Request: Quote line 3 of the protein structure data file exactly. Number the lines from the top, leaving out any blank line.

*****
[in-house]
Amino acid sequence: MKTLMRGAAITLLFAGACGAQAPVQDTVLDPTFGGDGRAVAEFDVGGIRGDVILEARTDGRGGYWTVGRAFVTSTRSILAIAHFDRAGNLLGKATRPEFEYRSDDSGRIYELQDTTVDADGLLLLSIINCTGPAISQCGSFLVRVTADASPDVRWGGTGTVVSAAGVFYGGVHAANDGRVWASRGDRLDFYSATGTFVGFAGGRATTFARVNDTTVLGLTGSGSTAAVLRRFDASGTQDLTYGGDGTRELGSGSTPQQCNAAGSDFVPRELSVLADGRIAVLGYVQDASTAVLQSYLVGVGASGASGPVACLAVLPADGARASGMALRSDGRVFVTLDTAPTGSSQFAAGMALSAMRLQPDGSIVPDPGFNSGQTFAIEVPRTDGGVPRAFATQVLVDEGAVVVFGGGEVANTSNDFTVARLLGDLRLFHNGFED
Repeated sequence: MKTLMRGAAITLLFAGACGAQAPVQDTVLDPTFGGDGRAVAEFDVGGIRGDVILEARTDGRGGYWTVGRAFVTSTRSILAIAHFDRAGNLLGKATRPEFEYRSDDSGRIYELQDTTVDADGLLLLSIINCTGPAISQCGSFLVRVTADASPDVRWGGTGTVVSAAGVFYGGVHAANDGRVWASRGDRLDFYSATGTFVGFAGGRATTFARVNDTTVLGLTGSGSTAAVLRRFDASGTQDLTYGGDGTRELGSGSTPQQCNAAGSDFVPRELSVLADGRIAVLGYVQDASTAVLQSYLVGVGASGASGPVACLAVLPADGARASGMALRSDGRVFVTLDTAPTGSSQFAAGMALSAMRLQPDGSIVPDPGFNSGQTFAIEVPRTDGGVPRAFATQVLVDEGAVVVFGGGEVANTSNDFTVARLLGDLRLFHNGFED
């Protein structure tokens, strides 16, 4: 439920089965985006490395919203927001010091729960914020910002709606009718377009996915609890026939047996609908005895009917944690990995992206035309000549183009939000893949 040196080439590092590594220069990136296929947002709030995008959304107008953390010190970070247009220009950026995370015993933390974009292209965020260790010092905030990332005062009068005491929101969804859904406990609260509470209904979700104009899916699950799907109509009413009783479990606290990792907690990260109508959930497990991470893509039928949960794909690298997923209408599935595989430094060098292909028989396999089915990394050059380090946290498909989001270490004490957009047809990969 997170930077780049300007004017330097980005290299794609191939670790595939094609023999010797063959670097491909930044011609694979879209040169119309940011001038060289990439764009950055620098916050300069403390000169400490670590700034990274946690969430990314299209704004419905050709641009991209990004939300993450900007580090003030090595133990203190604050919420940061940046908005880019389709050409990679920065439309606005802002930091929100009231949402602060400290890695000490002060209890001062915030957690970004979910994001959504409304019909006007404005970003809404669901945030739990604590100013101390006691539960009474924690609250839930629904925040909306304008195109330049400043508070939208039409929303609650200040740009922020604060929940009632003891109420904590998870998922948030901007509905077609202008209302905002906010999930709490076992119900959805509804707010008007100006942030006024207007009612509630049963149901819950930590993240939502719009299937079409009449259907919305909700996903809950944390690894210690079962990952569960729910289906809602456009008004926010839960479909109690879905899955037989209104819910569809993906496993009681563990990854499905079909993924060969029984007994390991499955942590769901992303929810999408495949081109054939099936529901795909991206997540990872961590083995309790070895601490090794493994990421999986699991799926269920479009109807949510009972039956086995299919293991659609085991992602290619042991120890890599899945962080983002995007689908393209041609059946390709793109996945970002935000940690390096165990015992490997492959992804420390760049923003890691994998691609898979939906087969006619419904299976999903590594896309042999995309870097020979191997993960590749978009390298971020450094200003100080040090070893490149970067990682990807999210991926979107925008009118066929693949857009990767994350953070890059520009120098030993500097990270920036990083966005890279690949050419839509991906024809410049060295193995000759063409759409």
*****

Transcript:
Repeated sequence: MKTLMRGAAITLLFAGACGAQAPVQDTVLDPTFGGDGRAVAEFDVGGIRGDVILEARTDGRGGYWTVGRAFVTSTRSILAIAHFDRAGNLLGKATRPEFEYRSDDSGRIYELQDTTVDADGLLLLSIINCTGPAISQCGSFLVRVTADASPDVRWGGTGTVVSAAGVFYGGVHAANDGRVWASRGDRLDFYSATGTFVGFAGGRATTFARVNDTTVLGLTGSGSTAAVLRRFDASGTQDLTYGGDGTRELGSGSTPQQCNAAGSDFVPRELSVLADGRIAVLGYVQDASTAVLQSYLVGVGASGASGPVACLAVLPADGARASGMALRSDGRVFVTLDTAPTGSSQFAAGMALSAMRLQPDGSIVPDPGFNSGQTFAIEVPRTDGGVPRAFATQVLVDEGAVVVFGGGEVANTSNDFTVARLLGDLRLFHNGFED